Dr. Sinan Chu
Fellow in the project "A Translingual Conceptual History of Chinese Worlds" (May-July 2022)
Sinan Chu is a research fellow at the German Institute for Global and Area Studies (GIGA). He obtained his PhD in Political Science from Syracuse University in 2019. His research interests include China’s ethnic policy, contemporary Chinese intellectual discourse, authoritarian politics, global international relations, and legitimacy in global governance.
ProjectReimagining the World of China: The Intellectual Foundation of Multiethnic Governance under Xi Jinping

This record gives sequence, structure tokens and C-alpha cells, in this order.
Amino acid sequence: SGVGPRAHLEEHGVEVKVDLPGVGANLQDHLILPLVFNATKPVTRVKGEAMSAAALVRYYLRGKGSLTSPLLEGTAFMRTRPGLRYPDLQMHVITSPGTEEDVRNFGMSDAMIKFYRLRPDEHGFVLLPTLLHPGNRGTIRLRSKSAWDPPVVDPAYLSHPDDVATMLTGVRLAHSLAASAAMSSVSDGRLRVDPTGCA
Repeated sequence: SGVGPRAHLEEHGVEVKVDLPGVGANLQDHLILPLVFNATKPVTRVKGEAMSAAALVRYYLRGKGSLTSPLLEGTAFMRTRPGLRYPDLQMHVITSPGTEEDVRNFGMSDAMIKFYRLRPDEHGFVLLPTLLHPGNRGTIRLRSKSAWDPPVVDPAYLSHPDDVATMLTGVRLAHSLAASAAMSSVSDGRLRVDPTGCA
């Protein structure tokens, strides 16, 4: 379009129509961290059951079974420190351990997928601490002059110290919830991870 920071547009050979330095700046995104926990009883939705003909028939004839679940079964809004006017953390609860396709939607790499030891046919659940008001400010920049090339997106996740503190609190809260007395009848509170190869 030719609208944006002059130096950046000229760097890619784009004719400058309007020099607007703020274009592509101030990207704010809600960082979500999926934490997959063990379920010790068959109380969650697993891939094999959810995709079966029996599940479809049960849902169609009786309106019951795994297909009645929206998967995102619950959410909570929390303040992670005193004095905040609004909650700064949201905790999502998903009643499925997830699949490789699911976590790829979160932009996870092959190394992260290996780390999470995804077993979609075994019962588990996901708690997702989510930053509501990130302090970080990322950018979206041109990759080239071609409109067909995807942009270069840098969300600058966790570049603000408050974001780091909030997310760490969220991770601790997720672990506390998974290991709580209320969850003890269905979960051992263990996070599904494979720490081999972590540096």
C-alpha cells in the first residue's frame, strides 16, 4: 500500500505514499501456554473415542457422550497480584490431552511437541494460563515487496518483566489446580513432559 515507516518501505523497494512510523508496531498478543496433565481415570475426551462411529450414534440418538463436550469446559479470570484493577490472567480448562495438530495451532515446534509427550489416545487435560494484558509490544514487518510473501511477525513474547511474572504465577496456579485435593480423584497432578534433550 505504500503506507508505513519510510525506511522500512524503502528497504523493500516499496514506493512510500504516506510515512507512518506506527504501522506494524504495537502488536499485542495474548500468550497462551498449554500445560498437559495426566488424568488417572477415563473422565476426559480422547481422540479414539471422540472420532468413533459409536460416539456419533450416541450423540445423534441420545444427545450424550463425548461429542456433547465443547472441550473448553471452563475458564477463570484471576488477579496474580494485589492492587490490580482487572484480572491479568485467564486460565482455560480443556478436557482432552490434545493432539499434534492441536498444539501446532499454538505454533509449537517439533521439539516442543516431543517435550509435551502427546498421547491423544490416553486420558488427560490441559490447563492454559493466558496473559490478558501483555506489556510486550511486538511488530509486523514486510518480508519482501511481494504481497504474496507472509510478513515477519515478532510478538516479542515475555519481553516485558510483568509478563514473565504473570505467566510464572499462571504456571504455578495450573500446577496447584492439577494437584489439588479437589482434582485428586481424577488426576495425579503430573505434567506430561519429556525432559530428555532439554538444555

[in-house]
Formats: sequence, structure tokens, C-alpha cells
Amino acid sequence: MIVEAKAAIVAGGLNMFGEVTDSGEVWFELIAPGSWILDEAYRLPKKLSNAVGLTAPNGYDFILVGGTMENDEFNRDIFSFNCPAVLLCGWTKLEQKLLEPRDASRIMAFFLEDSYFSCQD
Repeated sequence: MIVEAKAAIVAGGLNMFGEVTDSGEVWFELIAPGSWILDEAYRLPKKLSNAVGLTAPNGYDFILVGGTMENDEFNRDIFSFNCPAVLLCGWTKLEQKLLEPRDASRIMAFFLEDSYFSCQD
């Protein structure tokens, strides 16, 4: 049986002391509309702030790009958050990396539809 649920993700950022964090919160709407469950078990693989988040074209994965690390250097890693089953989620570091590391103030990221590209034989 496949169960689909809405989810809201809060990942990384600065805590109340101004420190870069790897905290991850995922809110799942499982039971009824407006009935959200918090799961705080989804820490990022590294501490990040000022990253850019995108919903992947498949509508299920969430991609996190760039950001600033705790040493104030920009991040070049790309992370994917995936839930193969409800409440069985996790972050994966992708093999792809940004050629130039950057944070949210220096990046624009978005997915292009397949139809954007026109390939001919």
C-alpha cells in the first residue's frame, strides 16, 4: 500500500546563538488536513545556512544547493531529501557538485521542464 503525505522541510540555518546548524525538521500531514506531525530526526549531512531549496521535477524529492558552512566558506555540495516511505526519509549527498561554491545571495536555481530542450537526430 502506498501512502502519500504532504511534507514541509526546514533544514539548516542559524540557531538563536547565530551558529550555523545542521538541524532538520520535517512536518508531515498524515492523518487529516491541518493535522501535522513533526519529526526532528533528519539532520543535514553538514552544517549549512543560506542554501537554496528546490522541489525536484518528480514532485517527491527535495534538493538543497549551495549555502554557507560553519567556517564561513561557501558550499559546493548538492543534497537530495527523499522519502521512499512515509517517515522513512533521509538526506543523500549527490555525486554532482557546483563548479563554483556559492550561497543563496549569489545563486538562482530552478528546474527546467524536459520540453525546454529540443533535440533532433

The recent decade has witnessed an accelerated shift away from accommodation and towards assimilation in the People’s Republic of China (PRC)’s approach to its ethnic minority populations. Existing studies have sought to explain the policy shift by tracking PRC academic and official discourses. Relatively little attention has been paid to the broader intellectual context of contemporary China as the backdrop and potentially enabling condition. This study examines the “assimilationist shift” in PRC ethnic minority policy through the lens of philosophical debates and intellectual activism of mainland Chinese scholars during the past three decades. In doing so, it seeks to contribute to a cross-cultural dialogue concerning “worldmaking” from the vantage point of multiethnic governance as an increasingly global challenge. My central puzzle is: how have mainland Chinese intellectuals debated a basket of concepts concerning multiethnic governance - including culture, ethnicity, order - since the early 1990s in ways that reimagine the world of China and anticipate the “assimilationist shift” in PRC ethnic minority policy in the past decade? To address this question, I adopt a discourse analytical approach to critically examine the intellectual foundation of this policy shift. Inspired by the New Sinology scholarship, the study uses a variety of writings by mainland authors as primary source in order to capture the “multifaceted culture and society that has existed in counter distinction to the orthodoxies” as propagated by the party-state. At the center of my analysis are Chinese intellectuals who, as it will become clear, drew from a variety of philosophical and theoretical traditions during the decade-long debate to reimagine China’s multiethnic “world”.